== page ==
3. Equity-to-asset ratio is a solvency ratio, which measures how much equity, or net worth, a producer has in relation to assets. For every $100 in assets, an operation should have $50 in equity or 50 percent. A lower ratio often indicates the assets are borrowed against, and producers in this situation should likely focus on repaying debt or liquidating assets.
  4. Rate of return on farm assets measures your operation’s profitability, which should be at least at or above the interest rate earned on a typical savings account. In today’s low-interest rate environment, any rate greater than 4 percent is positive for the producer. If the percentage is less than this, the producer should focus on generating more profitability by increasing margins or selling off non-performing assets and either paying down debt or investing in assets that will generate more profitability.
  5. Rate of return on farm equity is another profitability measure and is more common for producers seeking investors into their operation. It can also provide decision-making support – if this rate is lower than desired, again the solution is to increase the profit margin and/or reduce the debt load.
  6. Asset turnover ratio is one way to measure financial efficiency by measuring an asset’s ability to generate revenue. While the ideal is a 1:1 ratio in an asset’s first year, (meaning that every dollar invested in an asset generates a dollar in revenue) it is extremely rare in agriculture. A more realistic target for producers is a 30-cent or 40-cent return on each dollar invested; operational decisions such as renting land rather than purchasing it as an asset can improve this ratio if needed.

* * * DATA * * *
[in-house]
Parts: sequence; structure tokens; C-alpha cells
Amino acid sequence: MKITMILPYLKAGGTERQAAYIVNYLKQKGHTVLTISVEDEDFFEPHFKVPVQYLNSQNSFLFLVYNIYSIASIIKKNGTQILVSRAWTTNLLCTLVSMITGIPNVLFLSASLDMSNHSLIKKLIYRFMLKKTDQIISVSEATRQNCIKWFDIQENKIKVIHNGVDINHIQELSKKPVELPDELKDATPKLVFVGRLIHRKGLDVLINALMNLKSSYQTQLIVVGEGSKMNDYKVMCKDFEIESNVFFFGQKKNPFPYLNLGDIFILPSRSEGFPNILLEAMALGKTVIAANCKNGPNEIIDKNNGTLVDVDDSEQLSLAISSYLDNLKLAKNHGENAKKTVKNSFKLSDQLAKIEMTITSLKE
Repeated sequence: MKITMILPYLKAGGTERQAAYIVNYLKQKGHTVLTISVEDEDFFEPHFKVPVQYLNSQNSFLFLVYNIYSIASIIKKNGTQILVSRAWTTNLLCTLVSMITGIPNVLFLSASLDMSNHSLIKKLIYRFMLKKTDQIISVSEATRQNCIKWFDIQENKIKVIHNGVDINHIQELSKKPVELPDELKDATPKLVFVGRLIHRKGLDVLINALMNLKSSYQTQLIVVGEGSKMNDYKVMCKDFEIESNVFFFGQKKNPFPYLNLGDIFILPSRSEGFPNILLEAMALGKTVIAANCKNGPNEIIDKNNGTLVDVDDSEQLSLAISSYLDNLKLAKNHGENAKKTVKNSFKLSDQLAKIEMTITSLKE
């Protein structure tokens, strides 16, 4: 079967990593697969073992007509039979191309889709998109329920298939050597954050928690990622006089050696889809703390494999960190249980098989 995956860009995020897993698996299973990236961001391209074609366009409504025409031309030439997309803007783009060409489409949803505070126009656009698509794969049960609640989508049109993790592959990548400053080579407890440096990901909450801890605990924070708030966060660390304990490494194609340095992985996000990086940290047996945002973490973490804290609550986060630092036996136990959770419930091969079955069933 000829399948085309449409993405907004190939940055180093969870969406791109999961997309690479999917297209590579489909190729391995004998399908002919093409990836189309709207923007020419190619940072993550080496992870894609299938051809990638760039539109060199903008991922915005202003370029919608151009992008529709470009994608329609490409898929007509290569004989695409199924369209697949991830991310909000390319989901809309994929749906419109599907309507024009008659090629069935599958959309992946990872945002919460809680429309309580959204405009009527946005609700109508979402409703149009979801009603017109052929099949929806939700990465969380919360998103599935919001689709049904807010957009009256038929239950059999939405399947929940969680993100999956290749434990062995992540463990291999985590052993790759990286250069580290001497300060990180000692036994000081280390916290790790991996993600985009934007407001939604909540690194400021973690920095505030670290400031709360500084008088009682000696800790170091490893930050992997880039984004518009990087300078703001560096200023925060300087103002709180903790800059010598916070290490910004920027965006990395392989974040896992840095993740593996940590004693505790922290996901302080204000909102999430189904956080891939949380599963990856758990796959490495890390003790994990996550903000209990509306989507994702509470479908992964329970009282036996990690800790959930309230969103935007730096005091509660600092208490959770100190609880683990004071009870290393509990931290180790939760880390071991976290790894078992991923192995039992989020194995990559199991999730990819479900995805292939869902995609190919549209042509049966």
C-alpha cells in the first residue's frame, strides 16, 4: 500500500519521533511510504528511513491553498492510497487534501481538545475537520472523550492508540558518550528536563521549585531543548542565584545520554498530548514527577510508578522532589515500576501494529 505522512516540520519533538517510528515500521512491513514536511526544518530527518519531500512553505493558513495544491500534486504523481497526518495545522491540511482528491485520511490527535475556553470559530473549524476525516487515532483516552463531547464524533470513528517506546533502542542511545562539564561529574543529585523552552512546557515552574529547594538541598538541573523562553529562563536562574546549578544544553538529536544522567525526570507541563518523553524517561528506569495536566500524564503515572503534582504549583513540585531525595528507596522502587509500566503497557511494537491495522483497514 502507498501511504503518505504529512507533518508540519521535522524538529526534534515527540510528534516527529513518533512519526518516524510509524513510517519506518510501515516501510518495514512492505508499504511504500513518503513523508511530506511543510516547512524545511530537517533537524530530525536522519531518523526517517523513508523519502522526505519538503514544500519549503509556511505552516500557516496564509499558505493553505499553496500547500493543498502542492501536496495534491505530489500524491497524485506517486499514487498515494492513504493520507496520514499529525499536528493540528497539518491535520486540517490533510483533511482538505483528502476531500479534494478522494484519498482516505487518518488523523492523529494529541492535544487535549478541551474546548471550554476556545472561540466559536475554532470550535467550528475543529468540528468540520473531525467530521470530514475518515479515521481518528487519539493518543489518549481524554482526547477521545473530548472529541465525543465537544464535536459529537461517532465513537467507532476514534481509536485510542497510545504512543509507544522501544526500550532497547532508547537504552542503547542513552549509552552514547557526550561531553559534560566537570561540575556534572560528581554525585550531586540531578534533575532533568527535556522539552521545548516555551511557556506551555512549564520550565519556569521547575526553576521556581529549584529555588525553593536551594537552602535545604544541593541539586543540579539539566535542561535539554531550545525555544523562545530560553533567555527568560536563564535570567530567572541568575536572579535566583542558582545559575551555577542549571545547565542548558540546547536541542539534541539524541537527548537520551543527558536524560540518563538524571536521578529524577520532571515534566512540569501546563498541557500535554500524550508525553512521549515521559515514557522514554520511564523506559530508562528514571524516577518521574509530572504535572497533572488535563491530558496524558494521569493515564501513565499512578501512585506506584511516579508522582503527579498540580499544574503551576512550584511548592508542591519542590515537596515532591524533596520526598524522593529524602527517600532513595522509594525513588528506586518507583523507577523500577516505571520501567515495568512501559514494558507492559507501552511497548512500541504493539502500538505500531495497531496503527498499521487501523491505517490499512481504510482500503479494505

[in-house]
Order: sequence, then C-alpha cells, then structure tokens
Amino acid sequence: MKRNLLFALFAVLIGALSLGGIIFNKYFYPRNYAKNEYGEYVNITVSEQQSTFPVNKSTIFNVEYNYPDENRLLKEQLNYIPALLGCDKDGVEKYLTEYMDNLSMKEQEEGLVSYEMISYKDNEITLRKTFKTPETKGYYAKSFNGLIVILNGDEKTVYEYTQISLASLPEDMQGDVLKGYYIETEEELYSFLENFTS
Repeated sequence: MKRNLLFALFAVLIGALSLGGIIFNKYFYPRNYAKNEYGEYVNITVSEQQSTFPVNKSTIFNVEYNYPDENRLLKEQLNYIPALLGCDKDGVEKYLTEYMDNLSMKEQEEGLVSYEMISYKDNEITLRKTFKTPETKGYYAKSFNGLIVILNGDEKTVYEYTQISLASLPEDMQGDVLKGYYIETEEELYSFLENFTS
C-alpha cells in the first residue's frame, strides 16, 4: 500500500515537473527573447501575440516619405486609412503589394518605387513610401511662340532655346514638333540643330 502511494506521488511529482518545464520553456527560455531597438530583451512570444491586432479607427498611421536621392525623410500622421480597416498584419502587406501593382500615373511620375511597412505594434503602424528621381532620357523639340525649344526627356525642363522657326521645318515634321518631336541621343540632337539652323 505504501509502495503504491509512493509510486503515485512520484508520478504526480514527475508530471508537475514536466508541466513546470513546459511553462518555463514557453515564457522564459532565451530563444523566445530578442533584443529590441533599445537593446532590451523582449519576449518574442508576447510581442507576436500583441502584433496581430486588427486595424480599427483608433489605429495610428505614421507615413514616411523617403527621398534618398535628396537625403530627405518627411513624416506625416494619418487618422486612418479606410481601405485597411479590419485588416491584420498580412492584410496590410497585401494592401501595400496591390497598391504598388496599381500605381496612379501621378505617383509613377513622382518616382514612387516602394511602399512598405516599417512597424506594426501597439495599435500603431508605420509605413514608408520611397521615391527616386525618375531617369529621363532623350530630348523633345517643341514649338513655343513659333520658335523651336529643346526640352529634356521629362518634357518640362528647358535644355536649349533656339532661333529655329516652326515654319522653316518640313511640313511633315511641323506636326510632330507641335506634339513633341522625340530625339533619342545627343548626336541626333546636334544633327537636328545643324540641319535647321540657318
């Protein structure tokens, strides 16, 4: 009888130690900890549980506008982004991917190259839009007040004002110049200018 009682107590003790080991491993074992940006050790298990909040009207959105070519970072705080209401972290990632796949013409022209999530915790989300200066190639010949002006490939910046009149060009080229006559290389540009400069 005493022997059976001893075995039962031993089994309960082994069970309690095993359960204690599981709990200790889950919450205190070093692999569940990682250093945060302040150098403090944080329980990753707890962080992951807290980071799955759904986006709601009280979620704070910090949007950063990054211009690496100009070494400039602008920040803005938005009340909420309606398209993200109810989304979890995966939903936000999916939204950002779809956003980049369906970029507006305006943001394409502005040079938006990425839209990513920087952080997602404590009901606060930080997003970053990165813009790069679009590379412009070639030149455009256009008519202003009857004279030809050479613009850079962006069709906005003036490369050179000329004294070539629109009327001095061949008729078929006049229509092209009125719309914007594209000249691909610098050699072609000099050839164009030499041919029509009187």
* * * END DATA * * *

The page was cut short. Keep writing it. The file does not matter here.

7. Operating expense ratio demonstrates operating expenses in relation to the revenue generated. If, for example, an operation generates $100 in revenue and only spends $10 on operating expenses, it has a 90 percent operating efficiency. For agriculture, a level of 65 – 75 percent is acceptable. If an operation’s ratio is not at this favorable level, the first solution is to reduce operating expenses, but if costs have been cut as far as possible, working to generate more revenue at the same cost level will be key, either by increasing productivity, marketing for a better price or selling more units.
  8. Repayment capacity is a critical measurement for lenders, as it conveys a borrower’s ability to repay their loans. Typically, a 1:1 ratio is acceptable, meaning that the producer is generating exactly enough revenue to repay their debts; however, a better goal is ratio of 1.15 – 1.25, which indicates that the producer is generating excess revenue that can be added to working capital or invested in strong performing assets.

Reviewing your critical financial data is an ongoing responsibility for sound operational management. Look for a financial partner who will sit down with you on a quarterly, or even monthly basis, depending on your operation, to drill down on the relevant data points.